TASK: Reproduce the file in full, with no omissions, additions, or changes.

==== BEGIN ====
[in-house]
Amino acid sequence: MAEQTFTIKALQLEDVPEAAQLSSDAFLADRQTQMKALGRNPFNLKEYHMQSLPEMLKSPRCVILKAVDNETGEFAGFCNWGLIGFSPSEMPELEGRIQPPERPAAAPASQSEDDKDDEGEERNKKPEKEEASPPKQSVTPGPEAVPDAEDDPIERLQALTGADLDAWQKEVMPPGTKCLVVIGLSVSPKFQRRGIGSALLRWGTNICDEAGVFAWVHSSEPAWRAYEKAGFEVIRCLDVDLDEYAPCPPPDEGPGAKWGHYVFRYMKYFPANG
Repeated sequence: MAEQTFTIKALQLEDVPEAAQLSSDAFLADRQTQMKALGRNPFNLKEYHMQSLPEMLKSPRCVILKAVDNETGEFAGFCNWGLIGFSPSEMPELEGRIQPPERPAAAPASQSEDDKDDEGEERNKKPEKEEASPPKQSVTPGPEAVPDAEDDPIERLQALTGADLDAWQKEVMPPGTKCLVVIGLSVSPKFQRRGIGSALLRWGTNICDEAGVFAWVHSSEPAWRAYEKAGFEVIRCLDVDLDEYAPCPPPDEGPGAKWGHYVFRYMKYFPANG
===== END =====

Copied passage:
[in-house]
Amino acid sequence: MAEQTFTIKALQLEDVPEAAQLSSDAFLADRQTQMKALGRNPFNLKEYHMQSLPEMLKSPRCVILKAVDNETGEFAGFCNWGLIGFSPSEMPELEGRIQPPERPAAAPASQSEDDKDDEGEERNKKPEKEEASPPKQSVTPGPEAVPDAEDDPIERLQALTGADLDAWQKEVMPPGTKCLVVIGLSVSPKFQRRGIGSALLRWGTNICDEAGVFAWVHSSEPAWRAYEKAGFEVIRCLDVDLDEYAPCPPPDEGPGAKWGHYVFRYMKYFPANG
Repeated sequence: MAEQTFTIKALQLEDVPEAAQLSSDAFLADRQTQMKALGRNPFNLKEYHMQSLPEMLKSPRCVILKAVDNETGEFAGFCNWGLIGFSPSEMPELEGRIQPPERPAAAPASQSEDDKDDEGEERNKKPEKEEASPPKQSVTPGPEAVPDAEDDPIERLQALTGADLDAWQKEVMPPGTKCLVVIGLSVSPKFQRRGIGSALLRWGTNICDEAGVFAWVHSSEPAWRAYEKAGFEVIRCLDVDLDEYAPCPPPDEGPGAKWGHYVFRYMKYFPANG